Purpose: The aim of this study was to evaluate whether or not living alone or together throughout the lockdown had an impact on mood, perceived immune fitness, as well as the presence and severity of COVID-19 symptoms. 

Methods: N = 505 participants completed an online survey, which included questions on living situations, as well as mood, perceived immune fitness and COVID-19 symptom presence and severity. These factors were assessed retrospectively for the time periods before and during the COVID-19 pandemic. 

Results: An overall decrease in mood was observed for both those living alone and together during the lockdown period. However, significantly larger increases in feelings of loneliness were observed for the group living alone. Furthermore, both groups reported decreases in perceived immune fitness, whereas only the group living alone reported a significant increase in COVID-19 symptom presence and severity. Moreover, significant correlations were found between perceived immune fitness, anxiety, and loneliness. These correlations were strongest in the group living alone. Lastly, positive correlations were found between perceived immune fitness and mood outcomes with being active, optimistic and the ability to cope with stress. Increased optimism, being more active and the adequate ability to cope with stress were associated with a reduced negative impact on perceived immune fitness.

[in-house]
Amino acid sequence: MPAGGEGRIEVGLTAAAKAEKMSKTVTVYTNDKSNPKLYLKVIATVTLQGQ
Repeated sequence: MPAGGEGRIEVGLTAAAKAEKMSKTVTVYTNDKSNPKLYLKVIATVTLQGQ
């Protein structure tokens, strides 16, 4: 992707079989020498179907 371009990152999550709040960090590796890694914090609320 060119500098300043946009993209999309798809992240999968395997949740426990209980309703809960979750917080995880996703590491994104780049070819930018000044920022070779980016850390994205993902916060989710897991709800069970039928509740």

Conclusion: The first COVID-19 lockdown period in the Netherlands was a challenging period for both people who lived alone and those living together, resulting in decreases in mood and poorer perceived immune fitness. Those living alone were, however, more heavily impacted by the lockdown restrictions. This was further reflected by the increased presence and severity of COVID-19 symptoms in people who lived alone during the first COVID-19 lockdown in The Netherlands.


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Cite as

Hendriksen, P., Kiani, P., Garssen, J., Bruce, G. & Verster, J. 2021, 'Living alone or together during lockdown: association with mood, immune fitness and experiencing COVID-19 symptoms', Psychology Research and Behavior Management, 14, pp. 1947-1957. https://doi.org/10.2147/PRBM.S332853

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Last updated: 16 June 2022
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